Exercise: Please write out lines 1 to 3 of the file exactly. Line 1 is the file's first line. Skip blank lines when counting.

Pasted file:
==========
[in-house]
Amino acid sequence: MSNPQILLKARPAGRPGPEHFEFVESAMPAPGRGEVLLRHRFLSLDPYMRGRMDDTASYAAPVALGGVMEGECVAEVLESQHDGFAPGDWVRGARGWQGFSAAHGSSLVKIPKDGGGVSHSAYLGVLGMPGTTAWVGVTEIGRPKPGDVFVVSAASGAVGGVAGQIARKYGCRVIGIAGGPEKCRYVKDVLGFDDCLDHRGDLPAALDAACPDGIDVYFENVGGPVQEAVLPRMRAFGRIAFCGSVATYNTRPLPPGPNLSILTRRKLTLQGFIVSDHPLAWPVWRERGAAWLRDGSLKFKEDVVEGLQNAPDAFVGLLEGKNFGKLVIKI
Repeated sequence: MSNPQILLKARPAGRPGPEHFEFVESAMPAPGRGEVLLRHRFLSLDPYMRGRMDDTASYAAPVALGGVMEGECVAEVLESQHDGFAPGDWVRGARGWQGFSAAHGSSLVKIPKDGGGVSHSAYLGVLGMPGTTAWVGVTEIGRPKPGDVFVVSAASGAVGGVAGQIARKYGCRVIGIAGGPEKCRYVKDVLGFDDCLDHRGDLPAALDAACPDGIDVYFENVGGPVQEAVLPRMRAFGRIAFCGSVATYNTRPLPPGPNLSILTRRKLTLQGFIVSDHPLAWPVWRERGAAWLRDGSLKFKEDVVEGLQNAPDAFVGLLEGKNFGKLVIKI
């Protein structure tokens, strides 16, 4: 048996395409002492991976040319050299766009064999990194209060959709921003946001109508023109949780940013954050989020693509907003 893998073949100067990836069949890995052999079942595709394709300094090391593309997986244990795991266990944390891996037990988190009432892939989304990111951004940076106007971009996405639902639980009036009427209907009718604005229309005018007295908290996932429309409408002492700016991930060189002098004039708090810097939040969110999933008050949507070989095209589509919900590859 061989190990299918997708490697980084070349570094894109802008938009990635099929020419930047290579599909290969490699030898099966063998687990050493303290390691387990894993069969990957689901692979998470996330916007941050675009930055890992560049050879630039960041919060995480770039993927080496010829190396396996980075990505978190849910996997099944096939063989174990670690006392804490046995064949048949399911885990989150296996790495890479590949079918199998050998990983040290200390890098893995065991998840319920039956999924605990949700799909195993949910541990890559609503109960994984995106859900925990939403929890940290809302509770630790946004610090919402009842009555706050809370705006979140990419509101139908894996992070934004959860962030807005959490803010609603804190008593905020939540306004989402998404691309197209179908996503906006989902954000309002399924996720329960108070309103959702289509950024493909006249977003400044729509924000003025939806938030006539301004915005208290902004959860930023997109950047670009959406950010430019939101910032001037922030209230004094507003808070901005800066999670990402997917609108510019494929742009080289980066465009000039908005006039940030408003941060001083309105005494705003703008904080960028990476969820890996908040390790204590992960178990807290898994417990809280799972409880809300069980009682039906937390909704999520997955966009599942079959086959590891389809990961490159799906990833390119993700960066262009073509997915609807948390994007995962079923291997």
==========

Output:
[in-house]
Amino acid sequence: MSNPQILLKARPAGRPGPEHFEFVESAMPAPGRGEVLLRHRFLSLDPYMRGRMDDTASYAAPVALGGVMEGECVAEVLESQHDGFAPGDWVRGARGWQGFSAAHGSSLVKIPKDGGGVSHSAYLGVLGMPGTTAWVGVTEIGRPKPGDVFVVSAASGAVGGVAGQIARKYGCRVIGIAGGPEKCRYVKDVLGFDDCLDHRGDLPAALDAACPDGIDVYFENVGGPVQEAVLPRMRAFGRIAFCGSVATYNTRPLPPGPNLSILTRRKLTLQGFIVSDHPLAWPVWRERGAAWLRDGSLKFKEDVVEGLQNAPDAFVGLLEGKNFGKLVIKI
Repeated sequence: MSNPQILLKARPAGRPGPEHFEFVESAMPAPGRGEVLLRHRFLSLDPYMRGRMDDTASYAAPVALGGVMEGECVAEVLESQHDGFAPGDWVRGARGWQGFSAAHGSSLVKIPKDGGGVSHSAYLGVLGMPGTTAWVGVTEIGRPKPGDVFVVSAASGAVGGVAGQIARKYGCRVIGIAGGPEKCRYVKDVLGFDDCLDHRGDLPAALDAACPDGIDVYFENVGGPVQEAVLPRMRAFGRIAFCGSVATYNTRPLPPGPNLSILTRRKLTLQGFIVSDHPLAWPVWRERGAAWLRDGSLKFKEDVVEGLQNAPDAFVGLLEGKNFGKLVIKI